In today’s digital world, billions of messages fly across the internet every second. They’re sent from friends sharing updates, families staying in touch and professionals conducting business.
Yet hidden among these countless conversations are communications of a darker kind, linked to criminal activities including the online distribution of child sexual abuse material, known in law-enforcement circles as CSAM.
In May 2022, EU officials addressed the scourge of CSAM by developing controversial legislation to introduce mandatory “client-side scanning” of private communications for illegal content.
While few query the aim of protecting children, many saw the proposed legislation championed by EU Commissioner Ylva Johansson as taking a sledgehammer to privacy protections.
Three journalists set out to dig deeper, unmasking the webs of interests supporting the legislation. The result was The Data Trap, a cross-border investigation supported by IPI’s Investigative Journalism for Europe (IJ4EU) fund for cross-border journalism.
For Giacomo Zandonini, a Rome-based investigative journalist who worked on the investigation along with Apostolis Fotiadis and Ludek Stavinoha, the story was not just about current events but a continuous narrative of increasing surveillance powers within the European Union.
“We’ve been monitoring the expanding role of EU security agencies like Europol and Frontex (the EU border agency) for years, looking at how the European Commission was pushing to broaden their mandate, with a model that brings us closer to renowned US agencies,” Zandonini said, citing the example of the U.S. Immigration and Customs Enforcement, the Federal Bureau of Investigation and the National Security Agency.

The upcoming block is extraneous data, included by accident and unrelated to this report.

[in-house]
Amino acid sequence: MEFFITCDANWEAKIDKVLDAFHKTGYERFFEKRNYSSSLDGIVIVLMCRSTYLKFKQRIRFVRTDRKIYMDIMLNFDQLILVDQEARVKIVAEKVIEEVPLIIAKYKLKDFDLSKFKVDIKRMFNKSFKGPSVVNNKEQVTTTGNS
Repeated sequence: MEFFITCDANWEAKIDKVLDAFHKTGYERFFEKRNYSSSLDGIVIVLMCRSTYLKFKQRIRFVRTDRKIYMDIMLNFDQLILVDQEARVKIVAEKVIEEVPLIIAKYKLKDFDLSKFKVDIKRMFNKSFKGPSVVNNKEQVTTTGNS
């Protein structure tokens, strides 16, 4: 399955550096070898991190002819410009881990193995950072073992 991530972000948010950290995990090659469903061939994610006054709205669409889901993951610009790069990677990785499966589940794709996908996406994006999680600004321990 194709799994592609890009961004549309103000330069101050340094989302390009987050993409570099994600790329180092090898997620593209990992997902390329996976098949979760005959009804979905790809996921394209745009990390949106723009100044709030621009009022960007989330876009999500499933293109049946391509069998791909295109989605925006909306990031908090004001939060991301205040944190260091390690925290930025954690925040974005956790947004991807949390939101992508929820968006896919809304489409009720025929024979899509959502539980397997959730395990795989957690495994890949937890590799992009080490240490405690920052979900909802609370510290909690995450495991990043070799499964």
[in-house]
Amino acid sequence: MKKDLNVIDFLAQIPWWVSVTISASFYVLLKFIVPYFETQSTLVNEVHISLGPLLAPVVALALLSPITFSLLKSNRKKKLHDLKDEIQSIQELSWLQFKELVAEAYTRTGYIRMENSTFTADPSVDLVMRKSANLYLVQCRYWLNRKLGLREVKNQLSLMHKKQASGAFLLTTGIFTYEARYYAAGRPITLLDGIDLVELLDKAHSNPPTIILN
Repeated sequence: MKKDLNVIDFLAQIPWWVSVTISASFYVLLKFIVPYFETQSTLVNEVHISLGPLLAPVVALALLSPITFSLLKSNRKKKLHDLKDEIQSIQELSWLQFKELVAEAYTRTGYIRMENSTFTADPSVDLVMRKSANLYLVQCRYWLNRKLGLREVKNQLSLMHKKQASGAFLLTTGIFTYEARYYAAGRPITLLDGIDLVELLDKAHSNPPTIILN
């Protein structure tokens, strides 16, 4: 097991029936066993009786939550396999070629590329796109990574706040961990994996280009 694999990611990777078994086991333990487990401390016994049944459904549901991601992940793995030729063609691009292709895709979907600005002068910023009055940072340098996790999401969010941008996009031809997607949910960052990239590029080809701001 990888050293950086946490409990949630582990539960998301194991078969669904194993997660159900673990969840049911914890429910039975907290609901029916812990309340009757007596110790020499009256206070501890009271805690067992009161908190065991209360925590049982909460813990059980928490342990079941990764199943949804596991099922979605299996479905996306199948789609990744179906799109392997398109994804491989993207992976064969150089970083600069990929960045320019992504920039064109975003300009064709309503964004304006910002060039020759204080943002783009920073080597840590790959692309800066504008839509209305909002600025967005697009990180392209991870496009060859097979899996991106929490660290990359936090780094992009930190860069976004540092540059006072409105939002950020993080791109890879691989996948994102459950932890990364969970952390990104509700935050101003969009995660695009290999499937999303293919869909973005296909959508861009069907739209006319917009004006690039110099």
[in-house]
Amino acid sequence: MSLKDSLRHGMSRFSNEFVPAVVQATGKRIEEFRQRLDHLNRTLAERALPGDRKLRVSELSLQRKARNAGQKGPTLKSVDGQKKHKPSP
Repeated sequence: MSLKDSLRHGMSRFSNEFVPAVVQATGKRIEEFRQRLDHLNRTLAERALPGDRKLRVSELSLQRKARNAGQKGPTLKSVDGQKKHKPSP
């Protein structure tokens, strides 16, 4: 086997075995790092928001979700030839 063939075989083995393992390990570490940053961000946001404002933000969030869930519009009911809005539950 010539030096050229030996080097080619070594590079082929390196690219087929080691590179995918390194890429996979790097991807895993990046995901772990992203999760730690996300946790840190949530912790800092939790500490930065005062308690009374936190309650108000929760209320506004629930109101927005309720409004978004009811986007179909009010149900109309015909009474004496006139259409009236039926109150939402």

So when the proposed EU regulation came into question, Zandonini and his colleagues began to question it.
“According to the Commission’s proposal, entire platforms could be obliged to scan their users’ messages and material, in search of CSAM,” he said.
“The available tools are based on artificial intelligence and, we found out, pose particular problems specifically when operating in a fully encrypted environment, meaning in a number of applications we use daily, as journalists to secure our communication with sources, as citizens to preserve privacy.”
— European Journalism Centre (@ejcnet) October 23, 2023
‘Refusal to disclose documents’
Under the proposed EU regulation, social media and messaging services may have to check our personal messages for illegal content, using intelligent software. But Zandonini and his team raised concerns about the accuracy of the technology and the potential invasion of privacy.
“Privacy experts kept repeating to us that once an infrastructure to identify CSAM was put in place, it could be easily redirected to search for other material,” Zandonini warned, noting the potential for a “surveillance nightmare” if such powers were misused.
The team’s persistence in seeking transparency was met with resistance.